When I first picked up Deborah Tannen's You're The Only One I Can Tell: Inside The Language Of Women's Friendships, my thought was, "Who would want to read this?" (I thought this with a mean-girl snarled lip and bitchy head flip, while up-talking.)
As someone who's written a book and an advice column on women's friendships, I feel like I pretty much know all I want to know about the topic. Something about the idea of this book made me feel very tired. I guess I see my friendships as fine, and the thought of putting more work into them makes me want to curl up into a fetal position with a bottle of sauvignon blanc.
Like many women, I have a partner, a kid, pets and a busy job, and I am all done making new friends. As one friend and I have said, "No new friends unless somebody dies." In other words, I'm too tired to work on my friendships.
But after starting to read it, I realised I had it exactly backward. It isn't the number of friends that's exhausting but the way we relate to them. All the dances we perform in our relationships, all the work – that is exhausting. The further I read, the more I realised that actually knowing what I was doing could make it less challenging and maybe even more enjoyable. See? Self-awareness isn't just for the kids.
Tannen, the author of the mega-blockbuster You Just Don't Understand: Women And Men In Conversation, interviewed 80 women from "nine to ninety-seven" and from backgrounds that included "African-Americans, Asian-Americans, European-Americans, and Hispanic-Americans and many different ethnic, geographic, economic, and religious backgrounds as well as sexual orientations and gender identities" to determine patterns and explore conversational styles.
She also used anecdotes from some of her students in the interactional sociolinguistics classes she teaches at Georgetown University. In addition, she drew on essays and novels by such writers as Rosie Schaap, Cynthia Ozick and Elliott Holt.
In one of the early chapters, "That's Not What I Meant!: The Invisible Influence of Conversational Styles," Tannen relays a story of four roommates who shared an apartment where the positioning of the refrigerator and stove meant everyone needed to take extra care to make sure the freezer door was closed. One roommate was particularly careless, and another was really bugged by it. The one who was irked approached a third roommate to discuss how to go about addressing this without hurting the offender's feelings.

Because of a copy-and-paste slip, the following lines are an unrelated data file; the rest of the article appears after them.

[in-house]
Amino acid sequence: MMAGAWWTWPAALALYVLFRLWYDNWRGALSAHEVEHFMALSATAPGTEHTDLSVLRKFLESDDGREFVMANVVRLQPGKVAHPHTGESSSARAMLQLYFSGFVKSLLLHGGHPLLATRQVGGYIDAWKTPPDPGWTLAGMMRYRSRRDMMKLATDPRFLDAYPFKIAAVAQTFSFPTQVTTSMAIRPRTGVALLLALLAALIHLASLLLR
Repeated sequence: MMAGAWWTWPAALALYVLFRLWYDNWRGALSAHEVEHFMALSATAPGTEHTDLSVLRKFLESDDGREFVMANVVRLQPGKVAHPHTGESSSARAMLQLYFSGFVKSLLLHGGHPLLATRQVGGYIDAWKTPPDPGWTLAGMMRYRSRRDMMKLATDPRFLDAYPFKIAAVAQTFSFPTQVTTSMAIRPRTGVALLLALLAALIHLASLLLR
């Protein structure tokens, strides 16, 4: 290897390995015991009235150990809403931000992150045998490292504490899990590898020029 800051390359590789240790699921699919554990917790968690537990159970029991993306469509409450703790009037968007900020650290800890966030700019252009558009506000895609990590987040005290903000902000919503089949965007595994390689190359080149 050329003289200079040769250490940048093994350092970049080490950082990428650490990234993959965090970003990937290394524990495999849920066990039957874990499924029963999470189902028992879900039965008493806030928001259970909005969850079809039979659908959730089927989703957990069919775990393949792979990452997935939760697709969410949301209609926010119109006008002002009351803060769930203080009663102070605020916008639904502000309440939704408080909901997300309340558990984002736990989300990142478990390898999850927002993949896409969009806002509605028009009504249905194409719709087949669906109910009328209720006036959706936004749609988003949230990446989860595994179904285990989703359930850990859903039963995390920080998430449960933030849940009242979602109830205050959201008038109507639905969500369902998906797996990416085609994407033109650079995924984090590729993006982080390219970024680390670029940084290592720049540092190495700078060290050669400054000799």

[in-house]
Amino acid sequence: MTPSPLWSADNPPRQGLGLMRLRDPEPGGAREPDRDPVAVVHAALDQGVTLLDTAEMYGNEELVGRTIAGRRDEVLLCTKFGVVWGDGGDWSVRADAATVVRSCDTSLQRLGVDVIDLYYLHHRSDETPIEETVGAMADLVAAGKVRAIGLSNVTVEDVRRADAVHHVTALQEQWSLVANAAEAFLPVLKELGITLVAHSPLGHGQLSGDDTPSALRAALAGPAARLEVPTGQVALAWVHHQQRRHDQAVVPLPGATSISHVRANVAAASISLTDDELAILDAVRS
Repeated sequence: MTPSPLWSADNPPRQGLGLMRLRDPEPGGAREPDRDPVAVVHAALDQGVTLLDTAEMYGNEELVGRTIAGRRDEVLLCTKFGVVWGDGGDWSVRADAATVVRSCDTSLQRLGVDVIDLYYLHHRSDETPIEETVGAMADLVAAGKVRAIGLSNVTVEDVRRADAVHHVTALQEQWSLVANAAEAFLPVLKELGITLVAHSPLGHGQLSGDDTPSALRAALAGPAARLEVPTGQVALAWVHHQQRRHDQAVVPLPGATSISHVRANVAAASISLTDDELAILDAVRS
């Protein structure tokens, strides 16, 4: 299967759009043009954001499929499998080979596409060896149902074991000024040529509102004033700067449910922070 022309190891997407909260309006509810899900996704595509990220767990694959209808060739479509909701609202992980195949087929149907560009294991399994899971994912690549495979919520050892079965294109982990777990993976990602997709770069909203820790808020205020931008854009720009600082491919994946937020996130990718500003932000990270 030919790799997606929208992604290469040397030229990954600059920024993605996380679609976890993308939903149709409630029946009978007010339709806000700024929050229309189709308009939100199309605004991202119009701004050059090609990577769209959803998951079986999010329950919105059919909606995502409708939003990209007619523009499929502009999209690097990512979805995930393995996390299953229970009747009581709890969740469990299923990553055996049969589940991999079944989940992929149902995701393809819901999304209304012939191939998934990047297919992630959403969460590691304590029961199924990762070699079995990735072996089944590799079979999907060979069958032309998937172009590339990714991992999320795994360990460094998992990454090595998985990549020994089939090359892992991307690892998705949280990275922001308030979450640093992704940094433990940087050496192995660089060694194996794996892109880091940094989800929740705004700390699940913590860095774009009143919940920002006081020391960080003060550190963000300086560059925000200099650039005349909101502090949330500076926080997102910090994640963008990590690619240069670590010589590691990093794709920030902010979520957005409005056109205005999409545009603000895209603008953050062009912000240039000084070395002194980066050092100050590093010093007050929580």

They decided that instead of confronting the guilty roommate, the unhappy roommate would send a group text, making it seem like everyone was at fault. So she wrote: "Hey guys! I don't wanna come off as a bitch, but if every one (including me), could really make sure that we're closing the freezer, I would really appreciate it. It was cracked open when I got home and everything in the door was completely defrosted. RIP Gyoza." According to Tannen, the sender started with a disclaimer and ended with humor.
She believed she had figured out a way to resolve the issue considerately. Unfortunately, the other two roommates who were in on the plan rushed in to respond and diffuse, and blurred the message. One wrote "Aye Aye" and sent a picture of her cute baby nephew; the second sent a Bitmoji of herself saying "Will Do!" and responding that the photo of the baby was "totes ADORBS."
The fourth roommate, the delinquent, then started chatting about dinner plans and commenting on the baby. The next day she did the same thing with the freezer door. Message not received! Gyoza DOA!
This example of the way women communicate made my head spin off my body and into outer space. Why? Because I do this all the time and never realised it. A few days later I was talking to a friend about something she had done that wasn't okay with me; the minute she started apologising I was backpedaling into 2010. If the book delivered just this one lesson, it would be worth it.
But there is more. Tannen uses a story of French and American women to point out how friends from different cultures can get all tangled up by not knowing the other culture's norms. When a French woman complained that she was tired, another French friend offered to take her children for an afternoon to give her time to rest – and the tired woman complained that her American friend didn't offer to help.
Conversely, when the American friend complained that she was tired, and the French woman offered to take her children, she took offense – "As if I were incapable of taking care of my daughter and my work at the same time." Trouble abounds! Tannen also writes about the conversational differences and nuances with a friend who uses American Sign Language.
Tannen's book comes at a time when our friendships are challenged daily in new and ghastly ways, thanks in large part to the use of various social media and texting. (In the old days, you would sit and wonder if you were being left out; now you can watch in real time as your friends go to the ice cream parlor and post it on Instagram.)
At a time when the messages we give and get have so many more ways to be misconstrued and potentially damaging, a book that takes apart our language becomes almost vital to our survival as friends.